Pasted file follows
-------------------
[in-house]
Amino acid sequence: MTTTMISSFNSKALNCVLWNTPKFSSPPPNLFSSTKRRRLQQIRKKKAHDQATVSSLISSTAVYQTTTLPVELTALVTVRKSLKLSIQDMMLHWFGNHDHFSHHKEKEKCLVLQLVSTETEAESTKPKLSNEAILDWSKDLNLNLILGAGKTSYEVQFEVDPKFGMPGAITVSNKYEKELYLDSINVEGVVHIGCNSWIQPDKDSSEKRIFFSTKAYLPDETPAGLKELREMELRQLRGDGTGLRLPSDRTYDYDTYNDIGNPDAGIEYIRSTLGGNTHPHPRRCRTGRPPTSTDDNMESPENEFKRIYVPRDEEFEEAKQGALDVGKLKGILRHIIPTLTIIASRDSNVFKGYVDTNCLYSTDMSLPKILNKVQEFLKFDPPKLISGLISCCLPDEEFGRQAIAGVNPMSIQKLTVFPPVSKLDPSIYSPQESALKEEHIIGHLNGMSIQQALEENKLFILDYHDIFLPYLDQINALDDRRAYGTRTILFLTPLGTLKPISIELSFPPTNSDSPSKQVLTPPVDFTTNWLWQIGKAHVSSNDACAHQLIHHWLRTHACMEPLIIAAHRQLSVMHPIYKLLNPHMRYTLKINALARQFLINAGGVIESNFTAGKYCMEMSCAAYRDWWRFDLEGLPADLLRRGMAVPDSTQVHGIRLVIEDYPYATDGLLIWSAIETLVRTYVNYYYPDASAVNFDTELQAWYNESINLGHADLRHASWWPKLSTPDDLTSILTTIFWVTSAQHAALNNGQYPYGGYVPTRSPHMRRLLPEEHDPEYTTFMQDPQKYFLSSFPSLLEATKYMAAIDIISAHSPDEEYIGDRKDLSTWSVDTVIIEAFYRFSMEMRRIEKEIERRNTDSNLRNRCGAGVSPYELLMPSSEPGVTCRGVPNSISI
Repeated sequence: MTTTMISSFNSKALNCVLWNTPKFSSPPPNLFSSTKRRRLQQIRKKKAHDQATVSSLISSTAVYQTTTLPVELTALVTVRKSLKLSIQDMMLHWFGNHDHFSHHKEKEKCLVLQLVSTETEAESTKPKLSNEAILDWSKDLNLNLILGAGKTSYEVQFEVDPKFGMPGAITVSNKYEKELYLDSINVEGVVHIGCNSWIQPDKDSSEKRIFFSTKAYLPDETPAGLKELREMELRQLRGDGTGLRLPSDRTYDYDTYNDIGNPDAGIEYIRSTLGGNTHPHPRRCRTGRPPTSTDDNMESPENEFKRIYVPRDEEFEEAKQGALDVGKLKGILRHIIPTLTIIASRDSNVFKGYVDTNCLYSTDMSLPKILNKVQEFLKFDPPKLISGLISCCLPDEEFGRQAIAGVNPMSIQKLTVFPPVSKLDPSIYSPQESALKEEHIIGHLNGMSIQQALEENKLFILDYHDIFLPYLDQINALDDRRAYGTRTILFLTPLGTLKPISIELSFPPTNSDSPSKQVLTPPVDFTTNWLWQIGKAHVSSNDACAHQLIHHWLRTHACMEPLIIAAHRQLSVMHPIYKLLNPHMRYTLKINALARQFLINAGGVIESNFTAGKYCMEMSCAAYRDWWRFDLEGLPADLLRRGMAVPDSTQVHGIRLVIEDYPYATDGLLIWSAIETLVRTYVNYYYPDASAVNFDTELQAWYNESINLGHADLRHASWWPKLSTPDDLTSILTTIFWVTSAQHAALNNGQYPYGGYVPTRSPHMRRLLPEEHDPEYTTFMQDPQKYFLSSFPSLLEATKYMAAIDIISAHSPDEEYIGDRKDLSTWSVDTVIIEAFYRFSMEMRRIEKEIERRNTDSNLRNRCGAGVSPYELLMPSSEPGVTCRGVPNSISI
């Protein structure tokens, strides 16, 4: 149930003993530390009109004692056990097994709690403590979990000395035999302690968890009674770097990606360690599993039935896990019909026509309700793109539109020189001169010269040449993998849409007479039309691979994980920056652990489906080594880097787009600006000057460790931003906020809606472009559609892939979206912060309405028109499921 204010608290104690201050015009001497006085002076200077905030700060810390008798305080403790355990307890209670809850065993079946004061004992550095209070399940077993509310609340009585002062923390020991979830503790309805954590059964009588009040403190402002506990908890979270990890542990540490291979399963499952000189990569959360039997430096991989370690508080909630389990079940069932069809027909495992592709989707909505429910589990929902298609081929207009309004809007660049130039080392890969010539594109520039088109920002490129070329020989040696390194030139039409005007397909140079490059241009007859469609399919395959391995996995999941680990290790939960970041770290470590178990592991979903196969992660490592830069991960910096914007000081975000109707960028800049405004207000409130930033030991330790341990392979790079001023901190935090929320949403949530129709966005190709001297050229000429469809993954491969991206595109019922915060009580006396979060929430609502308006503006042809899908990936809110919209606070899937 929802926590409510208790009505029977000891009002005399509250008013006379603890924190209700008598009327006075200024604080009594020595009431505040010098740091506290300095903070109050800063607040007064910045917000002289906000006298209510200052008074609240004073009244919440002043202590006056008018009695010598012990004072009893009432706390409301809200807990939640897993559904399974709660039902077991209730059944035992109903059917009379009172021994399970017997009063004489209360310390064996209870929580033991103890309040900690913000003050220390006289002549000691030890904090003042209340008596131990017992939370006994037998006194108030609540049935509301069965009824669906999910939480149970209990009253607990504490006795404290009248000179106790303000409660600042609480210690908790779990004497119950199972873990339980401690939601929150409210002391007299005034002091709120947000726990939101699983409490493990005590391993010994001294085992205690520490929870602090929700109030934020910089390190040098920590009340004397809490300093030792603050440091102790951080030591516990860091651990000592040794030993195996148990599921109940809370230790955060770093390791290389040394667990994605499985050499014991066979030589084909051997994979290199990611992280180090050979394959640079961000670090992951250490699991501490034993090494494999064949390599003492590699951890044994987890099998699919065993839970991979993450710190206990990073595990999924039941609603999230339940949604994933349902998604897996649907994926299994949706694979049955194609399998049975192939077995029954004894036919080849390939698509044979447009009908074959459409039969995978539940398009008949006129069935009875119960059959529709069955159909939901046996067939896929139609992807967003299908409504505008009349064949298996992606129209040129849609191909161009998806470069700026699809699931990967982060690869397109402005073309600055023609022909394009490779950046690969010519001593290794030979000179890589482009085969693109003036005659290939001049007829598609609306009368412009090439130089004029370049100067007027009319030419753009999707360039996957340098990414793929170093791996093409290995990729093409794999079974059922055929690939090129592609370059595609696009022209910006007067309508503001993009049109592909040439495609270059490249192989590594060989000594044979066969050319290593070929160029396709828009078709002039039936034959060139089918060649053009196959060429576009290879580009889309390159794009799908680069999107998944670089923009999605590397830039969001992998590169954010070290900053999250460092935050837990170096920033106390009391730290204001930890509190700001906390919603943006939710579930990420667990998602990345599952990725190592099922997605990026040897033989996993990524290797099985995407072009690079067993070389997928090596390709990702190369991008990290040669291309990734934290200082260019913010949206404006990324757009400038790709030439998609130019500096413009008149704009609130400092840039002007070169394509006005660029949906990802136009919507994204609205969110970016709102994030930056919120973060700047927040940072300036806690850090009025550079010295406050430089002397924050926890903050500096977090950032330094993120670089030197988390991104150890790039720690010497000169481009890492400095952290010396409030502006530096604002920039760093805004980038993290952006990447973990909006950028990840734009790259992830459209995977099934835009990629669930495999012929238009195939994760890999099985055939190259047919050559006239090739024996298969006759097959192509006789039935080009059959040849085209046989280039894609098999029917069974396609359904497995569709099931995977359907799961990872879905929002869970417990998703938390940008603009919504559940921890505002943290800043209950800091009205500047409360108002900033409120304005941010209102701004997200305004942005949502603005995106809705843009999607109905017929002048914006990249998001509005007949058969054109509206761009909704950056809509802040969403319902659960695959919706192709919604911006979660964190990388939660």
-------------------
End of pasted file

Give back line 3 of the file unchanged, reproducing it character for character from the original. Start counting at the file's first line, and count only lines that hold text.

Repeated sequence: MTTTMISSFNSKALNCVLWNTPKFSSPPPNLFSSTKRRRLQQIRKKKAHDQATVSSLISSTAVYQTTTLPVELTALVTVRKSLKLSIQDMMLHWFGNHDHFSHHKEKEKCLVLQLVSTETEAESTKPKLSNEAILDWSKDLNLNLILGAGKTSYEVQFEVDPKFGMPGAITVSNKYEKELYLDSINVEGVVHIGCNSWIQPDKDSSEKRIFFSTKAYLPDETPAGLKELREMELRQLRGDGTGLRLPSDRTYDYDTYNDIGNPDAGIEYIRSTLGGNTHPHPRRCRTGRPPTSTDDNMESPENEFKRIYVPRDEEFEEAKQGALDVGKLKGILRHIIPTLTIIASRDSNVFKGYVDTNCLYSTDMSLPKILNKVQEFLKFDPPKLISGLISCCLPDEEFGRQAIAGVNPMSIQKLTVFPPVSKLDPSIYSPQESALKEEHIIGHLNGMSIQQALEENKLFILDYHDIFLPYLDQINALDDRRAYGTRTILFLTPLGTLKPISIELSFPPTNSDSPSKQVLTPPVDFTTNWLWQIGKAHVSSNDACAHQLIHHWLRTHACMEPLIIAAHRQLSVMHPIYKLLNPHMRYTLKINALARQFLINAGGVIESNFTAGKYCMEMSCAAYRDWWRFDLEGLPADLLRRGMAVPDSTQVHGIRLVIEDYPYATDGLLIWSAIETLVRTYVNYYYPDASAVNFDTELQAWYNESINLGHADLRHASWWPKLSTPDDLTSILTTIFWVTSAQHAALNNGQYPYGGYVPTRSPHMRRLLPEEHDPEYTTFMQDPQKYFLSSFPSLLEATKYMAAIDIISAHSPDEEYIGDRKDLSTWSVDTVIIEAFYRFSMEMRRIEKEIERRNTDSNLRNRCGAGVSPYELLMPSSEPGVTCRGVPNSISI